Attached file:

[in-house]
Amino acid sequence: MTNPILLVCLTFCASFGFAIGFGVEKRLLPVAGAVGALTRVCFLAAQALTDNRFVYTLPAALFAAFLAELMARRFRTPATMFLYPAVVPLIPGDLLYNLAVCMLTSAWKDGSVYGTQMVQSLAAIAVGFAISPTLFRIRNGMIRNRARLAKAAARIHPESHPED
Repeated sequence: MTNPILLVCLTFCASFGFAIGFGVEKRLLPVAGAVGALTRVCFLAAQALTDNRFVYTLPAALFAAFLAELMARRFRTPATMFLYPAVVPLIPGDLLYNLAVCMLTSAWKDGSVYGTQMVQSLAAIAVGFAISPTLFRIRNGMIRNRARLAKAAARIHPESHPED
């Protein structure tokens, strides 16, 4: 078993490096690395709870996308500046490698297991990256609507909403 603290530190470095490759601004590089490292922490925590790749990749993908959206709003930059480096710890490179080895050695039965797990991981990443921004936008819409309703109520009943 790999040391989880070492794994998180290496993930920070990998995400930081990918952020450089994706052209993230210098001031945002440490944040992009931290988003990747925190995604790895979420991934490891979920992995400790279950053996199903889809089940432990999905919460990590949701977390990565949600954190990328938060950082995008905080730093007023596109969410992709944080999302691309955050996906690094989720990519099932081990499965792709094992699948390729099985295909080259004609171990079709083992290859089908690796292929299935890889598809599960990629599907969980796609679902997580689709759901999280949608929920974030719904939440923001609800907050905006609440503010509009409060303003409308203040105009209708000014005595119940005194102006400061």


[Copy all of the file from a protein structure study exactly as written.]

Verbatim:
[in-house]
Amino acid sequence: MTNPILLVCLTFCASFGFAIGFGVEKRLLPVAGAVGALTRVCFLAAQALTDNRFVYTLPAALFAAFLAELMARRFRTPATMFLYPAVVPLIPGDLLYNLAVCMLTSAWKDGSVYGTQMVQSLAAIAVGFAISPTLFRIRNGMIRNRARLAKAAARIHPESHPED
Repeated sequence: MTNPILLVCLTFCASFGFAIGFGVEKRLLPVAGAVGALTRVCFLAAQALTDNRFVYTLPAALFAAFLAELMARRFRTPATMFLYPAVVPLIPGDLLYNLAVCMLTSAWKDGSVYGTQMVQSLAAIAVGFAISPTLFRIRNGMIRNRARLAKAAARIHPESHPED
């Protein structure tokens, strides 16, 4: 078993490096690395709870996308500046490698297991990256609507909403 603290530190470095490759601004590089490292922490925590790749990749993908959206709003930059480096710890490179080895050695039965797990991981990443921004936008819409309703109520009943 790999040391989880070492794994998180290496993930920070990998995400930081990918952020450089994706052209993230210098001031945002440490944040992009931290988003990747925190995604790895979420991934490891979920992995400790279950053996199903889809089940432990999905919460990590949701977390990565949600954190990328938060950082995008905080730093007023596109969410992709944080999302691309955050996906690094989720990519099932081990499965792709094992699948390729099985295909080259004609171990079709083992290859089908690796292929299935890889598809599960990629599907969980796609679902997580689709759901999280949608929920974030719904939440923001609800907050905006609440503010509009409060303003409308203040105009209708000014005595119940005194102006400061």